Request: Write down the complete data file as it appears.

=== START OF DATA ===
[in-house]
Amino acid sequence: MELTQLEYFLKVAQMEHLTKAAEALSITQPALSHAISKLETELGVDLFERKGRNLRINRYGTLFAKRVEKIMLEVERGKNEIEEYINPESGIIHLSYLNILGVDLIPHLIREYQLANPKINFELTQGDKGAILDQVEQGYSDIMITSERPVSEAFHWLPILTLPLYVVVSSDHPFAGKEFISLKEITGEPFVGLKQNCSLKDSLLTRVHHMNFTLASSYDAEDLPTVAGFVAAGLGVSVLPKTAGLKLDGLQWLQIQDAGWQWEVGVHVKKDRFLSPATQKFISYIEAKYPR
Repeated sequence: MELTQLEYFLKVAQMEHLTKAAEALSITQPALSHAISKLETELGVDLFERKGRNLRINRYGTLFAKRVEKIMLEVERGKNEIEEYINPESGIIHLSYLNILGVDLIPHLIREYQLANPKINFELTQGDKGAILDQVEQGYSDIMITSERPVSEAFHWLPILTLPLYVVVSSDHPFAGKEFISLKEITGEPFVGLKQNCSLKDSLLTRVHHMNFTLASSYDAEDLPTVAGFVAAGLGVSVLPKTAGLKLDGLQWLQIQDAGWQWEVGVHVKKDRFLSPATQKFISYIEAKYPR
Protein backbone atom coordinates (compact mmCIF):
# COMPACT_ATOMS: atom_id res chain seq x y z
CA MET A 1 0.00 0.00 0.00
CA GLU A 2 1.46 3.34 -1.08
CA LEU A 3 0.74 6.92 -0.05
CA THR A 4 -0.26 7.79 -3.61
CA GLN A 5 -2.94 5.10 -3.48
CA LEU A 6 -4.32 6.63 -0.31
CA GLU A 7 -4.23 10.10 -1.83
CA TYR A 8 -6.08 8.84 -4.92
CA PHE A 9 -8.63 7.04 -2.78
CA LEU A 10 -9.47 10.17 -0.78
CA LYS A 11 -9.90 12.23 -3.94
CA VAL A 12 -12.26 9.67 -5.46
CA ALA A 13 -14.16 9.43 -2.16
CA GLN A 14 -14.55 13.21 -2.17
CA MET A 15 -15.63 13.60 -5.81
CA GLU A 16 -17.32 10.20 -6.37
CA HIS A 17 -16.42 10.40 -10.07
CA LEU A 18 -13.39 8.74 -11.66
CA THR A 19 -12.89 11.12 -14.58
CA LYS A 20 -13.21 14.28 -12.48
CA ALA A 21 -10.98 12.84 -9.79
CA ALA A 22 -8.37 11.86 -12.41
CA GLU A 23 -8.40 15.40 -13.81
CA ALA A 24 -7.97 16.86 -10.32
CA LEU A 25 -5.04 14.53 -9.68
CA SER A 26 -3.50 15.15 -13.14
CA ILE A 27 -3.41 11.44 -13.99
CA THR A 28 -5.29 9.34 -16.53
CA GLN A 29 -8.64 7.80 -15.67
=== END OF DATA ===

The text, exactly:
[in-house]
Amino acid sequence: MELTQLEYFLKVAQMEHLTKAAEALSITQPALSHAISKLETELGVDLFERKGRNLRINRYGTLFAKRVEKIMLEVERGKNEIEEYINPESGIIHLSYLNILGVDLIPHLIREYQLANPKINFELTQGDKGAILDQVEQGYSDIMITSERPVSEAFHWLPILTLPLYVVVSSDHPFAGKEFISLKEITGEPFVGLKQNCSLKDSLLTRVHHMNFTLASSYDAEDLPTVAGFVAAGLGVSVLPKTAGLKLDGLQWLQIQDAGWQWEVGVHVKKDRFLSPATQKFISYIEAKYPR
Repeated sequence: MELTQLEYFLKVAQMEHLTKAAEALSITQPALSHAISKLETELGVDLFERKGRNLRINRYGTLFAKRVEKIMLEVERGKNEIEEYINPESGIIHLSYLNILGVDLIPHLIREYQLANPKINFELTQGDKGAILDQVEQGYSDIMITSERPVSEAFHWLPILTLPLYVVVSSDHPFAGKEFISLKEITGEPFVGLKQNCSLKDSLLTRVHHMNFTLASSYDAEDLPTVAGFVAAGLGVSVLPKTAGLKLDGLQWLQIQDAGWQWEVGVHVKKDRFLSPATQKFISYIEAKYPR
Protein backbone atom coordinates (compact mmCIF):
# COMPACT_ATOMS: atom_id res chain seq x y z
CA MET A 1 0.00 0.00 0.00
CA GLU A 2 1.46 3.34 -1.08
CA LEU A 3 0.74 6.92 -0.05
CA THR A 4 -0.26 7.79 -3.61
CA GLN A 5 -2.94 5.10 -3.48
CA LEU A 6 -4.32 6.63 -0.31
CA GLU A 7 -4.23 10.10 -1.83
CA TYR A 8 -6.08 8.84 -4.92
CA PHE A 9 -8.63 7.04 -2.78
CA LEU A 10 -9.47 10.17 -0.78
CA LYS A 11 -9.90 12.23 -3.94
CA VAL A 12 -12.26 9.67 -5.46
CA ALA A 13 -14.16 9.43 -2.16
CA GLN A 14 -14.55 13.21 -2.17
CA MET A 15 -15.63 13.60 -5.81
CA GLU A 16 -17.32 10.20 -6.37
CA HIS A 17 -16.42 10.40 -10.07
CA LEU A 18 -13.39 8.74 -11.66
CA THR A 19 -12.89 11.12 -14.58
CA LYS A 20 -13.21 14.28 -12.48
CA ALA A 21 -10.98 12.84 -9.79
CA ALA A 22 -8.37 11.86 -12.41
CA GLU A 23 -8.40 15.40 -13.81
CA ALA A 24 -7.97 16.86 -10.32
CA LEU A 25 -5.04 14.53 -9.68
CA SER A 26 -3.50 15.15 -13.14
CA ILE A 27 -3.41 11.44 -13.99
CA THR A 28 -5.29 9.34 -16.53
CA GLN A 29 -8.64 7.80 -15.67